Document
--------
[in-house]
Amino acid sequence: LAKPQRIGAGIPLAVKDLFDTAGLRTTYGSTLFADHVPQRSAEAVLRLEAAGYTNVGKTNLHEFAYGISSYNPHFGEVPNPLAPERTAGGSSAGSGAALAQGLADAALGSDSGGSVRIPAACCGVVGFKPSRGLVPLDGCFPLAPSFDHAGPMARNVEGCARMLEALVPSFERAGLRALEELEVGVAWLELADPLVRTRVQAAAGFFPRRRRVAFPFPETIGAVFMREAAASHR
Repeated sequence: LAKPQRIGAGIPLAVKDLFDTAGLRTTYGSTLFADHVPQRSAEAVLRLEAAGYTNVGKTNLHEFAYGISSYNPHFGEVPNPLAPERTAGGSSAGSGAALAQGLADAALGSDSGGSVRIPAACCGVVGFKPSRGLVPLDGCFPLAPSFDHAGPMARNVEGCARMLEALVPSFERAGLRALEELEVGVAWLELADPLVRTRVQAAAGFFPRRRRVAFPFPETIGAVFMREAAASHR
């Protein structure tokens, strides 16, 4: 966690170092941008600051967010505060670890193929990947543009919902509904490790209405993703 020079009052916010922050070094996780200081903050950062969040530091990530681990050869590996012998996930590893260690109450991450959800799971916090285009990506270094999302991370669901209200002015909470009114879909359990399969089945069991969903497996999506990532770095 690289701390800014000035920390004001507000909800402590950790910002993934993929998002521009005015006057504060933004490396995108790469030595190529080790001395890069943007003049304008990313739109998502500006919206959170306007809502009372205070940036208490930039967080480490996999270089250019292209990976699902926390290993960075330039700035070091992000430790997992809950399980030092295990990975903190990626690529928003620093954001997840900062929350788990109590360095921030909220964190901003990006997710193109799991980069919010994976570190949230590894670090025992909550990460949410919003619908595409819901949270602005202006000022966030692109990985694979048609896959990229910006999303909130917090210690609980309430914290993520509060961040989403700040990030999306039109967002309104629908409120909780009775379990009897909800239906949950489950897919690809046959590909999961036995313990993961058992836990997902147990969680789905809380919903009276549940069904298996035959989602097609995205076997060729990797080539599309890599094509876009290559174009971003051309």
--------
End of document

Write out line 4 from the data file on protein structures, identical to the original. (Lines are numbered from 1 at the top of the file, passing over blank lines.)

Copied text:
């Protein structure tokens, strides 16, 4: 966690170092941008600051967010505060670890193929990947543009919902509904490790209405993703 020079009052916010922050070094996780200081903050950062969040530091990530681990050869590996012998996930590893260690109450991450959800799971916090285009990506270094999302991370669901209200002015909470009114879909359990399969089945069991969903497996999506990532770095 690289701390800014000035920390004001507000909800402590950790910002993934993929998002521009005015006057504060933004490396995108790469030595190529080790001395890069943007003049304008990313739109998502500006919206959170306007809502009372205070940036208490930039967080480490996999270089250019292209990976699902926390290993960075330039700035070091992000430790997992809950399980030092295990990975903190990626690529928003620093954001997840900062929350788990109590360095921030909220964190901003990006997710193109799991980069919010994976570190949230590894670090025992909550990460949410919003619908595409819901949270602005202006000022966030692109990985694979048609896959990229910006999303909130917090210690609980309430914290993520509060961040989403700040990030999306039109967002309104629908409120909780009775379990009897909800239906949950489950897919690809046959590909999961036995313990993961058992836990997902147990969680789905809380919903009276549940069904298996035959989602097609995205076997060729990797080539599309890599094509876009290559174009971003051309």